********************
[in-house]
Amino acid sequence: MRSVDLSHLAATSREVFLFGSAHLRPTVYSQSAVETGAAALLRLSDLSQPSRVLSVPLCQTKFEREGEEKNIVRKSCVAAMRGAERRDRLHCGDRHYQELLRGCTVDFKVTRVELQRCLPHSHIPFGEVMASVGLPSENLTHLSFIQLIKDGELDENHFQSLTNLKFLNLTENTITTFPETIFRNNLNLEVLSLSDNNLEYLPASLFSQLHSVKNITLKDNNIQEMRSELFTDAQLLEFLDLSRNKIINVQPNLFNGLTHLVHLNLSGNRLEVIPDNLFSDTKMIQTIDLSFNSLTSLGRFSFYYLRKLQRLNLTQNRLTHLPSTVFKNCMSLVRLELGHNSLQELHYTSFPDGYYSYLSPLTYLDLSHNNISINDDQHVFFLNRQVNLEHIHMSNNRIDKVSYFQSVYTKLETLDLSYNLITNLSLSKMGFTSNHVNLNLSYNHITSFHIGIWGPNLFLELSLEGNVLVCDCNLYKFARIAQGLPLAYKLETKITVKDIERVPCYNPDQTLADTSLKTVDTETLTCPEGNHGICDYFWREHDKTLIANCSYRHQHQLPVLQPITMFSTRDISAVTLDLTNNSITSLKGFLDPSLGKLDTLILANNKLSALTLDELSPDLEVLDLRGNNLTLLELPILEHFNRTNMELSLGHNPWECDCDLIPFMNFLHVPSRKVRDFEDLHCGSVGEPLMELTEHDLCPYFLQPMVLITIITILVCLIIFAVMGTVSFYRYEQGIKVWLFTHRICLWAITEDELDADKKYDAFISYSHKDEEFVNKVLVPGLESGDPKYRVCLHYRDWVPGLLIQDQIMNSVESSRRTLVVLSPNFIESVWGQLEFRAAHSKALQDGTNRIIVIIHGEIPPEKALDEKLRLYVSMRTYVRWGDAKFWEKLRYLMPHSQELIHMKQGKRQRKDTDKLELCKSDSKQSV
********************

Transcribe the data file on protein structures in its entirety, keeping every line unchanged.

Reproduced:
[in-house]
Amino acid sequence: MRSVDLSHLAATSREVFLFGSAHLRPTVYSQSAVETGAAALLRLSDLSQPSRVLSVPLCQTKFEREGEEKNIVRKSCVAAMRGAERRDRLHCGDRHYQELLRGCTVDFKVTRVELQRCLPHSHIPFGEVMASVGLPSENLTHLSFIQLIKDGELDENHFQSLTNLKFLNLTENTITTFPETIFRNNLNLEVLSLSDNNLEYLPASLFSQLHSVKNITLKDNNIQEMRSELFTDAQLLEFLDLSRNKIINVQPNLFNGLTHLVHLNLSGNRLEVIPDNLFSDTKMIQTIDLSFNSLTSLGRFSFYYLRKLQRLNLTQNRLTHLPSTVFKNCMSLVRLELGHNSLQELHYTSFPDGYYSYLSPLTYLDLSHNNISINDDQHVFFLNRQVNLEHIHMSNNRIDKVSYFQSVYTKLETLDLSYNLITNLSLSKMGFTSNHVNLNLSYNHITSFHIGIWGPNLFLELSLEGNVLVCDCNLYKFARIAQGLPLAYKLETKITVKDIERVPCYNPDQTLADTSLKTVDTETLTCPEGNHGICDYFWREHDKTLIANCSYRHQHQLPVLQPITMFSTRDISAVTLDLTNNSITSLKGFLDPSLGKLDTLILANNKLSALTLDELSPDLEVLDLRGNNLTLLELPILEHFNRTNMELSLGHNPWECDCDLIPFMNFLHVPSRKVRDFEDLHCGSVGEPLMELTEHDLCPYFLQPMVLITIITILVCLIIFAVMGTVSFYRYEQGIKVWLFTHRICLWAITEDELDADKKYDAFISYSHKDEEFVNKVLVPGLESGDPKYRVCLHYRDWVPGLLIQDQIMNSVESSRRTLVVLSPNFIESVWGQLEFRAAHSKALQDGTNRIIVIIHGEIPPEKALDEKLRLYVSMRTYVRWGDAKFWEKLRYLMPHSQELIHMKQGKRQRKDTDKLELCKSDSKQSV